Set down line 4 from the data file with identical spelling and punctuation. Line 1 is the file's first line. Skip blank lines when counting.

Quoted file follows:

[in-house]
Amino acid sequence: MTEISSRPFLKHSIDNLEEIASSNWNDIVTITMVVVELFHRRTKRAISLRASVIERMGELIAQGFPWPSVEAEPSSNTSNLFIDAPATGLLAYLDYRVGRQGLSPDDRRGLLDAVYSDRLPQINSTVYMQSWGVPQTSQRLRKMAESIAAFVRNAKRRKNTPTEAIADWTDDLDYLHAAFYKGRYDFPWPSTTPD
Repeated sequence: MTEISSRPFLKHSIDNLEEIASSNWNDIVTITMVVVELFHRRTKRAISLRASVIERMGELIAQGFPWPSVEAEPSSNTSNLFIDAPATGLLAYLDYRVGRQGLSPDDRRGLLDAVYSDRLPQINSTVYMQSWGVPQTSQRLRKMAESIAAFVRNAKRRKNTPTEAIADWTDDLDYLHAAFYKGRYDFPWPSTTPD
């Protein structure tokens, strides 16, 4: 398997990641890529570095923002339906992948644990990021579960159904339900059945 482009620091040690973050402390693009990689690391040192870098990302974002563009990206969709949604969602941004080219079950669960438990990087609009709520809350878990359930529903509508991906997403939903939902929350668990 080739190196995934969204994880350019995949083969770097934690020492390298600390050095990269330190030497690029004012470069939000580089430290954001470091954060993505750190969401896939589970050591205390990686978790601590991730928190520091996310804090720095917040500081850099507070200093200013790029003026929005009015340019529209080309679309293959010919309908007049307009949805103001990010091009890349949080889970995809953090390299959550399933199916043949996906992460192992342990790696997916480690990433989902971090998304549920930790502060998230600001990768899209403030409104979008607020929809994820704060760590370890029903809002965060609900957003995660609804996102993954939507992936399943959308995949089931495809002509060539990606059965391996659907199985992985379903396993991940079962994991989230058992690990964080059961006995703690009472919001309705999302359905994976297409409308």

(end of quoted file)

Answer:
């Protein structure tokens, strides 16, 4: 398997990641890529570095923002339906992948644990990021579960159904339900059945 482009620091040690973050402390693009990689690391040192870098990302974002563009990206969709949604969602941004080219079950669960438990990087609009709520809350878990359930529903509508991906997403939903939902929350668990 080739190196995934969204994880350019995949083969770097934690020492390298600390050095990269330190030497690029004012470069939000580089430290954001470091954060993505750190969401896939589970050591205390990686978790601590991730928190520091996310804090720095917040500081850099507070200093200013790029003026929005009015340019529209080309679309293959010919309908007049307009949805103001990010091009890349949080889970995809953090390299959550399933199916043949996906992460192992342990790696997916480690990433989902971090998304549920930790502060998230600001990768899209403030409104979008607020929809994820704060760590370890029903809002965060609900957003995660609804996102993954939507992936399943959308995949089931495809002509060539990606059965391996659907199985992985379903396993991940079962994991989230058992690990964080059961006995703690009472919001309705999302359905994976297409409308």